4 'Facts' About Organic Food That Are Actually False
A whopping 82.3 percent of American households stock up on organic food, according to data released by the Organic Trade Association (OTA). Whether it's because families are becoming more cognizant of investing in nutrition or inclined to support small-scale farming, organic food sales have skyrocketed over the last decade. But what if everything we know—or think we know—about the supposed chemical-free practices are just popular misconceptions? Are these organic facts actually false?
Since buying organic can seriously etch a dent into your wallet—the USDA found that organic fruits and vegetables are up to 30 percent pricier than conventional!—we did some digging into whether the claims organic farming are praised for actually ring true. To debunk these widespread myths, we spoke to retired chemist Richard Sachleben, PhD, and came to some eye-opening conclusions you'll definitely want to keep in mind before your next grocery run.
1. Organic Foods are More Nutritious
Health concerns are a major driver of buying organic foods, as three-quarters of American adults reported buying organic foods several times during the past month. However, a product labeled with the USDA-regulated green-and-white seal isn't necessarily a confirmation that the food is more nutritious.
"From a nutritional standpoint, I am not aware of any good scientific data showing that organic produce is more nutritious than conventionally raised produce," Sachleben admits. A systematic review in the Annals of Internal Medicine examined 200 peer-reviewed studies and found that there's no conclusive evidence that supports that organic foods are significantly more nutritious than conventional foods.
2. Organic Farming is Better For the Environment
While there is solid data proving that biodiversity in an organic field is higher than in a conventional one, Sachleben says that the environmental benefits are dependent on two factors: what you're growing and where you're growing it. For crops such as soybeans and rice, growing them organic produces almost the same yield as conventional while growing organic wheat and potatoes will produce lower yields than if grown conventionally, Sachleben says.
"On average, most studies show that organic farming produces about 20 percent lower yields than conventional farming growing similar crops."
Where the climate is favorable to a specific crop and the crop isn't as demanding on the soil, organic yields can be comparable to conventional. However, when the environment is less than ideal or the soil is not suited for that specific crop, conventional agriculture trumps organic.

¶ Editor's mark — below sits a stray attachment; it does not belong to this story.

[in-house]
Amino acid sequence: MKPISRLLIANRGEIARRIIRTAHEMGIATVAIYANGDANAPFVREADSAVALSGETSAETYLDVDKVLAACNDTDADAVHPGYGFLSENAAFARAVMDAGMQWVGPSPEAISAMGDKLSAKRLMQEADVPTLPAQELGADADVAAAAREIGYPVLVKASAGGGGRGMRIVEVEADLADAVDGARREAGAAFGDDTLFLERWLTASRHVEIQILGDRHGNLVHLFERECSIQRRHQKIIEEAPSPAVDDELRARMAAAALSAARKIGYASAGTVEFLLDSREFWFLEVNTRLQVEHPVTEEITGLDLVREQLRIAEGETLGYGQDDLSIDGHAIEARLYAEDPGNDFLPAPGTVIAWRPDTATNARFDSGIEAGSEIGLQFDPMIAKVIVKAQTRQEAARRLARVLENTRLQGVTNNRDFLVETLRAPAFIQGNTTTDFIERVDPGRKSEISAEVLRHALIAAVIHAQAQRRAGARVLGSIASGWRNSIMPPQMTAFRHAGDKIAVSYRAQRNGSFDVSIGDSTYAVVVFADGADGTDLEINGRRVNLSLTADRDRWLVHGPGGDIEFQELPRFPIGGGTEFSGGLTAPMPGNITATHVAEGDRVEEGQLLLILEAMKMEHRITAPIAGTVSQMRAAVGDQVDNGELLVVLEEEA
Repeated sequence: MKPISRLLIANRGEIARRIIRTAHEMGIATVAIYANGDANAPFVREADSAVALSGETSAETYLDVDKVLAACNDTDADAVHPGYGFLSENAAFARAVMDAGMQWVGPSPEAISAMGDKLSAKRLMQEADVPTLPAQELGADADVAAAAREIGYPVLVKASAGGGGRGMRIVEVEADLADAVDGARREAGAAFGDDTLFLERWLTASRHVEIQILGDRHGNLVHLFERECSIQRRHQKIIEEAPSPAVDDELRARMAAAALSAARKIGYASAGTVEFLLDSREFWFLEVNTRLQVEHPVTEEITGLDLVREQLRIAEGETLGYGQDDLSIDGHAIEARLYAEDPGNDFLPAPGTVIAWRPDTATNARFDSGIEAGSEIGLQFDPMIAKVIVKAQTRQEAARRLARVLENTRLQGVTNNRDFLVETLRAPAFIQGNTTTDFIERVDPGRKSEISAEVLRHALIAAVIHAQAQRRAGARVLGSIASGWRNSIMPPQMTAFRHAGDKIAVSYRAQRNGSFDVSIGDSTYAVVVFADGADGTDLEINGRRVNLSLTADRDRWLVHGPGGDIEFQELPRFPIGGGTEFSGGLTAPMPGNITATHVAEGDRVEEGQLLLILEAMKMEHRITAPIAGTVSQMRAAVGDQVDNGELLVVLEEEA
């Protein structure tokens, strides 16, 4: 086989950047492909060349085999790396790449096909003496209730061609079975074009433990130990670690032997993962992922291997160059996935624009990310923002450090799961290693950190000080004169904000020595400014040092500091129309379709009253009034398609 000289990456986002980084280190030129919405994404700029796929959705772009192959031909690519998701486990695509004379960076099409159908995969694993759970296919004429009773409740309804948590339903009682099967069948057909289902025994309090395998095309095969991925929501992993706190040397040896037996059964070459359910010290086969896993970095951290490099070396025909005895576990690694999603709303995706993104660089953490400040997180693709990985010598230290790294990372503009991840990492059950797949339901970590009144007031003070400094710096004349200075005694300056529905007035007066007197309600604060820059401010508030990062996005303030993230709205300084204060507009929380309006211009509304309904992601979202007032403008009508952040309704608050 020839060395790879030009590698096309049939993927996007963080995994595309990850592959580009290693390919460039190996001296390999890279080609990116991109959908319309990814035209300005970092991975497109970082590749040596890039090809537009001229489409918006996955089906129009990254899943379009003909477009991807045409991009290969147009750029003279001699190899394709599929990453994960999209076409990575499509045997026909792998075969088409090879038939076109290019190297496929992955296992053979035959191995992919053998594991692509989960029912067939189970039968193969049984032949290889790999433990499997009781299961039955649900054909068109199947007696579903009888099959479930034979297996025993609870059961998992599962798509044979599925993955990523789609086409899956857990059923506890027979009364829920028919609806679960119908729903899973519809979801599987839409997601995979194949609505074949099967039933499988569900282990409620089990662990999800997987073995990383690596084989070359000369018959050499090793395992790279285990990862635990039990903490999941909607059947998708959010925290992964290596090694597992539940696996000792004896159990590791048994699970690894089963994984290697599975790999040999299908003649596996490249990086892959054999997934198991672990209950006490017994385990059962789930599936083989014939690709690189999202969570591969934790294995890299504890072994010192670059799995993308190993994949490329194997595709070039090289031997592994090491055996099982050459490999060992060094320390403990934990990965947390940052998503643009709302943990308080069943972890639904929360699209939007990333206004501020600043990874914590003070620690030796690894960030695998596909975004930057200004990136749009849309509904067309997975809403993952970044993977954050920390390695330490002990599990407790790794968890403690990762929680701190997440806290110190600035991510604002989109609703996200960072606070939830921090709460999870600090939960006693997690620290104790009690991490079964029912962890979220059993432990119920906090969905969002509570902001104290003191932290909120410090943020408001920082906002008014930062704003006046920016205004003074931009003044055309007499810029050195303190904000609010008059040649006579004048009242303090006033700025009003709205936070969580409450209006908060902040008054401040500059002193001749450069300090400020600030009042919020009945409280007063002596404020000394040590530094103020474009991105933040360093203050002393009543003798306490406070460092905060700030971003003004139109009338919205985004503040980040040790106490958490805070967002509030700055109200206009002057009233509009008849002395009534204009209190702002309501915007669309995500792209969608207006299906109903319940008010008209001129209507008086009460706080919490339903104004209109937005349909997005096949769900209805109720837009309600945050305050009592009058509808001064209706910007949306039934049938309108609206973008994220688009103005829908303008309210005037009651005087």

The bottom line: Organic farms are more biodiverse, but it takes more land to grow organic produce than it does to raise them conventionally. Conventional farming has more tools (such as synthetic fertilizer, which is more readily available, less costly, and easier to apply in the required amounts than organic fertilizer) to offset low yields, which ultimately results in fewer instances where natural landscapes must be cleared for farmland.
Another challenge lies in controlling pests such as insects or fungi in fruit farms, which can potentially destroy an entire orchard. Organic farms don't have as many pest-control means as traditional farms and therefore can lose a lot of marketable produce. Not only that, conventional farms often use chemicals that prevent blemishes on the surface, which is why you notice more "ugly" produce that's organic. Since consumers usually opt for the more aesthetically pleasing fruit, this unfortunate human factor further reduces organic farms' marketable yield.
3. Organic Farms Are Pesticide-Free
A common misconception about organic farms is that they're pesticide-free. Organic farms are actually allowed to use pesticides—as long as they're organic. These pest repellants are made of safe and natural substances such as soaps, lime sulfur, hydrogen peroxide.
While organic pesticides aren't toxic to humans and mammals and break down fairly quickly, they are essentially used to target pests—and the issue lies within the fact that these sprays will kill target bugs as well as non-targets such as bees, butterflies, and other pollinators.
However, Sachleben states that there are insect control and pest management systems (used in both organic and conventional farming) that have less impact on non-target species. Most insects have a life cycle that's specific to a plant's cycle, and farmers can optimize pest control by controlling when they spray as well as avoiding spraying on flowers.
4. Organic Foods Taste Better
While this debate is subjective, many organic-buying folks swear that their produce tastes better than conventional. One study in the PLoS One journal discovered that foods with environmentally-responsible labels such as "fair-trade" and "organically produced" rendered higher scores on taste tests.
However, keep in mind that expectation bias plays a significant role in the outcome of open-label studies. Another study found that conventionally grown tomatoes were sweeter and juicier than their organic counterparts. Bottom line: When it comes to demystifying whether this "fact" is bogus or not, you'll have to do your own research.